Roadkill causes problems beyond unsightly messes. The Federal Highway Administration estimates car-critter collisions cost taxpayers $8 billion a year, while further imperiling already endangered species.
A Minnesota public works department found a way to reverse the trend.
Highway 4 in Washington County is treacherous for local wildlife, especially turtles. On the south edge of the county’s Big Marine Park Reserve, turtles make the perilous crossing over the two-lane highway as they migrate between the wetlands where they spend their winters and the sunny, sandy slopes in which they make their nests.
Many have met their demise under the wheels of passing cars and trucks, and well-meaning pedestrians have been hit after stopping to help a turtle speed its way across.
Last year, the Washington County Public Works Department and other concerned parties came up with a solution: a tunnel under the highway just for wildlife. The department orchestrated the $50,000 project, which was funded by grants from the Minnesota Department of Natural Resources, the University of Minnesota, and Minnesota Herpetological Society.
“There’s an overlap of interests,” says county Park Manager Peter Mott. “The agency wants to keep this road safe, and the conservation folks want to make sure these turtles didn’t meet with untimely deaths on the roadway.”
In June 2014, department crews installed ACO Polymer Products Inc.’s AT500 Amphibian Guidance System (load Class A-D asphalt) and fences on either side of the highway to funnel wildlife toward entrances on either end. Slots in the top of the polyester-resin polymer concrete culvert enable water and light to enter.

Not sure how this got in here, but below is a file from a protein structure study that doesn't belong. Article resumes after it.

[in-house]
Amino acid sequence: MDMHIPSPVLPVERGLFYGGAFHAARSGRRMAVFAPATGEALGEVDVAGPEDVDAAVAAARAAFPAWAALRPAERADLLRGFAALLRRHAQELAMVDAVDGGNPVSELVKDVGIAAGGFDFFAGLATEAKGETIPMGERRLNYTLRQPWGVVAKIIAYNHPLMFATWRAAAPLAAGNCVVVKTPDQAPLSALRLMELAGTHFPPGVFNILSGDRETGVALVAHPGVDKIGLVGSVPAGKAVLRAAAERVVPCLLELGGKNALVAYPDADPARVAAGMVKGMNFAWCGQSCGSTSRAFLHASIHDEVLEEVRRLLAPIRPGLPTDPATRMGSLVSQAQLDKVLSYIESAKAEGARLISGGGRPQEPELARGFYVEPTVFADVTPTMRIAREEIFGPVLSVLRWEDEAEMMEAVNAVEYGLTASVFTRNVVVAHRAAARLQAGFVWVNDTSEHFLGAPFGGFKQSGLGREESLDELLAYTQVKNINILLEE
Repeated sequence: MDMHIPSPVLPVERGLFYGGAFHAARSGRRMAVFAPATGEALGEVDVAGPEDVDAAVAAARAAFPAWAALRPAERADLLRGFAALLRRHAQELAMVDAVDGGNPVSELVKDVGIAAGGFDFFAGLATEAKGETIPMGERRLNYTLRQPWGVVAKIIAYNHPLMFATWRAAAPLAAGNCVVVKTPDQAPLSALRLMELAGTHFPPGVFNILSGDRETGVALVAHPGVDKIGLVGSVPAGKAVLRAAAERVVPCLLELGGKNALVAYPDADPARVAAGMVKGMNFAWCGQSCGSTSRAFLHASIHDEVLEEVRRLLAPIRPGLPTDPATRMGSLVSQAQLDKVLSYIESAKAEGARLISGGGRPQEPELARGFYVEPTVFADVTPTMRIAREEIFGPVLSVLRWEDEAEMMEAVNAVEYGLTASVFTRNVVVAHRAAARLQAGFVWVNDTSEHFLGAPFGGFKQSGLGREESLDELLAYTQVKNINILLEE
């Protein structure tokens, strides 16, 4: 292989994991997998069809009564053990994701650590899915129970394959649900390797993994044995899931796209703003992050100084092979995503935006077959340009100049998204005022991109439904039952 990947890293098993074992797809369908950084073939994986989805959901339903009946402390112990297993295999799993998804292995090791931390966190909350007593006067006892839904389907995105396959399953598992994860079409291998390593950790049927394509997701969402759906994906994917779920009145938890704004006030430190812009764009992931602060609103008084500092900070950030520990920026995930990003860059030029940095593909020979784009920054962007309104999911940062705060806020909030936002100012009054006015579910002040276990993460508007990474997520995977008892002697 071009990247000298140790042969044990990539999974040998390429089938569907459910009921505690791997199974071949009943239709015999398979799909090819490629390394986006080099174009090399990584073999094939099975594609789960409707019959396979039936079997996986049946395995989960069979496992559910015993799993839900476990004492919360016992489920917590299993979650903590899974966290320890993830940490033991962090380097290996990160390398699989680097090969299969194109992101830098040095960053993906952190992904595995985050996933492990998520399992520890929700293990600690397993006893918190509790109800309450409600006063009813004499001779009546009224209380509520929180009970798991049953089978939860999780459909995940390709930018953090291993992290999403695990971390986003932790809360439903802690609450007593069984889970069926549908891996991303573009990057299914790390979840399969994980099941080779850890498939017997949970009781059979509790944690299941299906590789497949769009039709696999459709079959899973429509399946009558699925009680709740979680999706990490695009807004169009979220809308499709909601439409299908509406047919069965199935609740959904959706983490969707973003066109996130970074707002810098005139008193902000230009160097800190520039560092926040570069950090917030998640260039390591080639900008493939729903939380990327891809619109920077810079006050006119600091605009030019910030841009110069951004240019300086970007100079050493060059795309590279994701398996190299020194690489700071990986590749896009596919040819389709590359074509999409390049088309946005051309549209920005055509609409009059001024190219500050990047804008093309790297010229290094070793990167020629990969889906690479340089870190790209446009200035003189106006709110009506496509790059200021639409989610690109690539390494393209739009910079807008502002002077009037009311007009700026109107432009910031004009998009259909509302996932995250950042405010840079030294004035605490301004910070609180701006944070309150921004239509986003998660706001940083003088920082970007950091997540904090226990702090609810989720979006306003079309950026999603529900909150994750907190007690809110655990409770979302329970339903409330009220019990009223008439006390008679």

It didn’t take long for the passageway to resonate with the pitter-patter of little feet. Motion-sensor cameras soon captured images of skunks, woodchucks, weasels, snakes, and mice walking, waddling, and wiggling through. When turtle migration season hit at the end of summer, the shelled nomads began their annual trek.
“Last August, our first snapping turtle come through,” Mott says. “This June, a lot more came through. So yes, turtles are using the turtle tunnel.”
Since the tunnel opened to animal traffic, the department says zero car-wildlife collisions have been reported. Additionally, the tunnel stood the trying test of a cold Minnesota winter freeze and ensuing spring thaw.
County staffers aren’t quite sure how or why critters know to use the tunnel. They just do.
“It’s got some kind of internal system that we don’t really understand,” Mott says. “It’s telling them they need to go that way.”
Jenni Spinner is a business writer who has covered a wide range of industries, including public works, construction, food production, and packaging. E-mail [email protected].